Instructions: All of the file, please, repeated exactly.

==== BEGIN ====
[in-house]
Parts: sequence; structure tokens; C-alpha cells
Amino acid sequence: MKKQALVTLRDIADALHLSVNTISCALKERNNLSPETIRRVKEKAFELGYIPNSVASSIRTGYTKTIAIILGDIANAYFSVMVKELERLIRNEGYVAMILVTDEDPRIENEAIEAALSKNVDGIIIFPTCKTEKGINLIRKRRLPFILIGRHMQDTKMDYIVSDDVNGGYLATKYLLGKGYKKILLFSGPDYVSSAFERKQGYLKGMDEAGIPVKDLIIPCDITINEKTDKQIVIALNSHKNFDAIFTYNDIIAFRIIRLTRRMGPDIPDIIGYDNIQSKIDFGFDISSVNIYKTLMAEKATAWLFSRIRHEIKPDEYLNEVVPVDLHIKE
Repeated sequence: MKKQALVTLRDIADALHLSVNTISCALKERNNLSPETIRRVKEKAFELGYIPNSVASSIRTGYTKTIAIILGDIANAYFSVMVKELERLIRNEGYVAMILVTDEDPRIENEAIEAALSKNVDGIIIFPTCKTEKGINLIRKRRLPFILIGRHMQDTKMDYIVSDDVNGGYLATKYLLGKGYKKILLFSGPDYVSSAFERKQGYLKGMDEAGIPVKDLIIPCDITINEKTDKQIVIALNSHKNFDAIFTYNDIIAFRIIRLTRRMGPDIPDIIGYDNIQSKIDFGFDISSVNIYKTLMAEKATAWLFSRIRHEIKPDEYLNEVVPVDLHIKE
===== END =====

[in-house]
Parts: sequence; structure tokens; C-alpha cells
Amino acid sequence: MKKQALVTLRDIADALHLSVNTISCALKERNNLSPETIRRVKEKAFELGYIPNSVASSIRTGYTKTIAIILGDIANAYFSVMVKELERLIRNEGYVAMILVTDEDPRIENEAIEAALSKNVDGIIIFPTCKTEKGINLIRKRRLPFILIGRHMQDTKMDYIVSDDVNGGYLATKYLLGKGYKKILLFSGPDYVSSAFERKQGYLKGMDEAGIPVKDLIIPCDITINEKTDKQIVIALNSHKNFDAIFTYNDIIAFRIIRLTRRMGPDIPDIIGYDNIQSKIDFGFDISSVNIYKTLMAEKATAWLFSRIRHEIKPDEYLNEVVPVDLHIKE
Repeated sequence: MKKQALVTLRDIADALHLSVNTISCALKERNNLSPETIRRVKEKAFELGYIPNSVASSIRTGYTKTIAIILGDIANAYFSVMVKELERLIRNEGYVAMILVTDEDPRIENEAIEAALSKNVDGIIIFPTCKTEKGINLIRKRRLPFILIGRHMQDTKMDYIVSDDVNGGYLATKYLLGKGYKKILLFSGPDYVSSAFERKQGYLKGMDEAGIPVKDLIIPCDITINEKTDKQIVIALNSHKNFDAIFTYNDIIAFRIIRLTRRMGPDIPDIIGYDNIQSKIDFGFDISSVNIYKTLMAEKATAWLFSRIRHEIKPDEYLNEVVPVDLHIKE